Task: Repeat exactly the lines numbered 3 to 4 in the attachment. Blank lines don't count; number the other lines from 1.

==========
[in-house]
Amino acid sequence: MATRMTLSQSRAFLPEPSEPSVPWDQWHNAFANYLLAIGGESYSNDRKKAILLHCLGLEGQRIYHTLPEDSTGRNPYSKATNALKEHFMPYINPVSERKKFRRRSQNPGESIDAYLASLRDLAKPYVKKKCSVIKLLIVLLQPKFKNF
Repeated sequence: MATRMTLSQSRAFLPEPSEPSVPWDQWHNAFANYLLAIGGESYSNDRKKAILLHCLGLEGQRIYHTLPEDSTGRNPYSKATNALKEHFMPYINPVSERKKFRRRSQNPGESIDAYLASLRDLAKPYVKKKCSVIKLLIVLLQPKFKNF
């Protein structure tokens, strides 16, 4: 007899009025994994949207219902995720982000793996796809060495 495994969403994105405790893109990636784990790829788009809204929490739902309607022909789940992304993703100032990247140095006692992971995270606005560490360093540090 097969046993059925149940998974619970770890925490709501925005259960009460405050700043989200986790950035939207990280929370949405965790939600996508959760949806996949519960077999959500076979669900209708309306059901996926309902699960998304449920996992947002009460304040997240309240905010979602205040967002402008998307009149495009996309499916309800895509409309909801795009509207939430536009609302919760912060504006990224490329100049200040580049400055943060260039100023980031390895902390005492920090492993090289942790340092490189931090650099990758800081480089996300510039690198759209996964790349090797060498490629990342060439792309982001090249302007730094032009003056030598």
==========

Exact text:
Repeated sequence: MATRMTLSQSRAFLPEPSEPSVPWDQWHNAFANYLLAIGGESYSNDRKKAILLHCLGLEGQRIYHTLPEDSTGRNPYSKATNALKEHFMPYINPVSERKKFRRRSQNPGESIDAYLASLRDLAKPYVKKKCSVIKLLIVLLQPKFKNF
């Protein structure tokens, strides 16, 4: 007899009025994994949207219902995720982000793996796809060495 495994969403994105405790893109990636784990790829788009809204929490739902309607022909789940992304993703100032990247140095006692992971995270606005560490360093540090 097969046993059925149940998974619970770890925490709501925005259960009460405050700043989200986790950035939207990280929370949405965790939600996508959760949806996949519960077999959500076979669900209708309306059901996926309902699960998304449920996992947002009460304040997240309240905010979602205040967002402008998307009149495009996309499916309800895509409309909801795009509207939430536009609302919760912060504006990224490329100049200040580049400055943060260039100023980031390895902390005492920090492993090289942790340092490189931090650099990758800081480089996300510039690198759209996964790349090797060498490629990342060439792309982001090249302007730094032009003056030598």